- Russia turns to the Chinese currency amid sanctions
- Moscow becomes No.4 offshore trading centre for yuan
- Yuan’s share of Russian FX market jumps from 1% to 45%
- Russian central bank supports trend but warns of risks
- This content was produced in Russia where the law restricts coverage of Russian military operations in Ukraine
MOSCOW/SHANGHAI, Nov 29 (Reuters) – Chinese entrepreneur Wang Min is delighted about Russia’s embrace of the yuan. His LED lights company can price contracts to Russian customers in yuan rather than dollars or euros, and they can pay him in yuan. It’s “win-win”, he says.
Wang’s plans have been transformed by the conflict in Ukraine and the subsequent Western sanctions on Moscow that have shut Russia’s banks and many of its companies out of the dollar and euro payment systems.
His contract manufacturing business with Russia has been small in the past, but now he’s preparing to invest in warehousing there.
“We hope that next year sales in Russia can account for 10-15% of our total sales,” said the businessman from China’s southern coastal province of Guangdong, whose annual revenue of about $20 million mainly comes from Africa and South America.
Wang is seeking to capitalise on a rapid “yuanisation” of Russia’s economy this year as the isolated country seeks financial security from Asian powerhouse China. He sees a win-win situation in Chinese exporters reducing their currency risks and payment becoming more convenient for Russian buyers.
While the yuan, or renminbi, has been making gradual inroads into Russia for years, the crawl has turned into a sprint in the past nine months as the currency has swept into the country’s markets and trade flows, according to a Reuters review of data and interviews with 10 business and finance players.
Russia’s financial shift eastwards could boost cross-border commerce, present a growing economic counterweight to the dollar and limit Western efforts to pressure Moscow by economic means.
Total transactions in the yuan-rouble pair on the Moscow Exchange ballooned to an average of almost 9 billion yuan ($1.25 billion) a day last month, exchange data analysed by Reuters showed. Previously, they rarely exceeded 1 billion yuan in an entire week.
“What happened was that it became suddenly very risky and expensive to keep traditional currencies – dollar, euro, British pounds,” said Andrei Akopian, managing director of Moscow-based investment firm Caderus Capital, citing the potential danger of a bank that keeps foreign currency deposits being sanctioned.
“Everybody was motivated and even pushed towards the rouble or other currencies including, and first of all, the renminbi.”
Indeed, yuan-rouble trading totalled 185 billion yuan in October, more than 80 times the level seen in February when Russia launched what it refers to as a “special military operation” in Ukraine near the end of the month, according to exchange data.
The surge of interest has seen the yuan’s share of the currency market jump to 40-45% from less than 1% at the start of the year, said Dmitry Piskulov, international projects head at the Moscow Exchange’s foreign-exchange market department.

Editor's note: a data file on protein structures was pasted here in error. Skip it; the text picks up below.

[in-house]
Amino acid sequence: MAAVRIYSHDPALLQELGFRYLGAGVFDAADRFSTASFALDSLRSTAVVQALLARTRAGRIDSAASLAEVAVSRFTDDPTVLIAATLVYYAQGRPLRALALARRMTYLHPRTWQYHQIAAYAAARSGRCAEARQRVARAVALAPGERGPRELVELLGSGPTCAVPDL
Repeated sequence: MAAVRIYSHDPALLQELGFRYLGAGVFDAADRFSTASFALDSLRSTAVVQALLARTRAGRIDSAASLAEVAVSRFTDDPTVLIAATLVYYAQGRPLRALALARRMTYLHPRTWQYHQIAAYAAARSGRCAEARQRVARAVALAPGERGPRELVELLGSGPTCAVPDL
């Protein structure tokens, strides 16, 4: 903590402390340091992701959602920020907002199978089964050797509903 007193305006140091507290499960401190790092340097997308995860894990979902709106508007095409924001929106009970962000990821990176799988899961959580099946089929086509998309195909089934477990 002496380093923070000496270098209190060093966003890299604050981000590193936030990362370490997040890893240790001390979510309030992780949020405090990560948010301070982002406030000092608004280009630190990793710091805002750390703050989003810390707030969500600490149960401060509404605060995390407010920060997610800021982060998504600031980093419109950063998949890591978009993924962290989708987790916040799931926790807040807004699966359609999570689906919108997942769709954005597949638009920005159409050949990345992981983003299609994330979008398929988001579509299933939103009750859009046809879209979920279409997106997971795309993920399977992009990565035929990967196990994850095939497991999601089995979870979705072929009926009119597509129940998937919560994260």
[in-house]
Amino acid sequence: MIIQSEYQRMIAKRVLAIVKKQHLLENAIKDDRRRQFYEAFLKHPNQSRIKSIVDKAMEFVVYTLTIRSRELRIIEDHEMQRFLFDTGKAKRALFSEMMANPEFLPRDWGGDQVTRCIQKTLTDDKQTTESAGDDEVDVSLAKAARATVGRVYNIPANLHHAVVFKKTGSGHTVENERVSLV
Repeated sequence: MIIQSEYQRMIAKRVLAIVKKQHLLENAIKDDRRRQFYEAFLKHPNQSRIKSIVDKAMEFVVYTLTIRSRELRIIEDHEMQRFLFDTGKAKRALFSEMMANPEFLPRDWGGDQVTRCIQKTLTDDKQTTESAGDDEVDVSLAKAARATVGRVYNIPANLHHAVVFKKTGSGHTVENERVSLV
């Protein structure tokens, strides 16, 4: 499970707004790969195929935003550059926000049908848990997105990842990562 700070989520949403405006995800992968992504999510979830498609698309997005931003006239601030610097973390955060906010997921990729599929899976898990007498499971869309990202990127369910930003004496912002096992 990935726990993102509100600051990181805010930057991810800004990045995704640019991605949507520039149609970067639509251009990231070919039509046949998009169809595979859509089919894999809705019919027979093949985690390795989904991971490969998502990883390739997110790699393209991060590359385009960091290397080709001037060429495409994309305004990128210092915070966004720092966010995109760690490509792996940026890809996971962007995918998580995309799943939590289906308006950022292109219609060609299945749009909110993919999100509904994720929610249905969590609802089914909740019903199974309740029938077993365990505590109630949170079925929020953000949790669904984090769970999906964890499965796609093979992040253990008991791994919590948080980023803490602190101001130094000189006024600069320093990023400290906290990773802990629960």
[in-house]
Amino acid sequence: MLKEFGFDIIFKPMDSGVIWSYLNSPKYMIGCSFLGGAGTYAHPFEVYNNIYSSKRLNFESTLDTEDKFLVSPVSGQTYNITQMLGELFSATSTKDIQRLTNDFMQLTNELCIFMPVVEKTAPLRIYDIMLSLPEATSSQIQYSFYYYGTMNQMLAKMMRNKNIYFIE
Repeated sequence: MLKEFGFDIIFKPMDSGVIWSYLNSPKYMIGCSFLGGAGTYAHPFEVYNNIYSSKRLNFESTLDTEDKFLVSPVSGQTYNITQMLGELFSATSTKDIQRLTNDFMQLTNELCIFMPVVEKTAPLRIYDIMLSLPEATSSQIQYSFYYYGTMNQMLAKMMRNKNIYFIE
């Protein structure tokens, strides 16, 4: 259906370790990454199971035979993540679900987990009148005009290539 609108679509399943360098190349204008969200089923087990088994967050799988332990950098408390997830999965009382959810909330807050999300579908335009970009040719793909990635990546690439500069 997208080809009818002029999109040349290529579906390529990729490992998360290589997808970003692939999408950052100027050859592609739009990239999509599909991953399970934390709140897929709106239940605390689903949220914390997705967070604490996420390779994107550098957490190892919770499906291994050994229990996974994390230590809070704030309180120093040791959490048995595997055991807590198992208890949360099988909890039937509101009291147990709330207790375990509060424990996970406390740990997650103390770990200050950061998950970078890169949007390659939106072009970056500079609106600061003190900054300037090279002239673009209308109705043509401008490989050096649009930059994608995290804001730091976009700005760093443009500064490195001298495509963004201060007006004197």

By comparison, the dollar/rouble pair, which commanded more than 80% of trading volumes on the Russian market in January, has seen its share drop to about 40% as of October, according to exchange data and the central bank.
The U.S. Treasury declined to comment on the yuan’s growing presence in Russia.
RUSSIAN GIANTS WANT YUAN
International money flows reflect a similar trend.
Until April, Russia didn’t even make the top 15 list of countries using the yuan outside mainland China, in terms of the value of inbound and outbound flows, according to data from global financial networking system SWIFT.
It has since jumped to No. 4, lagging only Hong Kong, the city’s former colonial ruler Britain and Singapore.
To put this in a global context, though, the dollar and euro are still by far the dominant currencies, representing more than 42% and 35% of flows respectively as of September this year. The yuan has risen to almost 2.5% from below 2% two years earlier.
Wang’s business optimism is echoed by Shen Muhui, who heads a trade group for small exporters to Russia in neighbouring Fujian province. He said more and more Russian buyers were opening yuan accounts and settling transactions directly in the Chinese currency, which he said was a big advantage.
“The Russia-Ukraine conflict has brought opportunities for Chinese businessman,” said Shen, adding that his association had received many inquiries from Chinese companies interested in doing business in Russia.
It’s not only Chinese companies, or small companies, joining the yuan train.
Seven Russian corporate giants, including Rusal, Rosneft and Polyus, have raised a total of 42 billion yuan in bonds on the Russian market, according to Reuters calculations, and the list could grow with No.1 lender Sberbank (SBER.MM) and oil firm Gazpromneft saying they’re also considering renminbi debt.
Aluminium producer Rusal, which buys raw materials from China and then sells a large chunk of its finished goods there, told Reuters it had stepped up the share of yuan used in those purchases and sales this year, and that the share would continue to rise, though it declined to provide a detailed breakdown.
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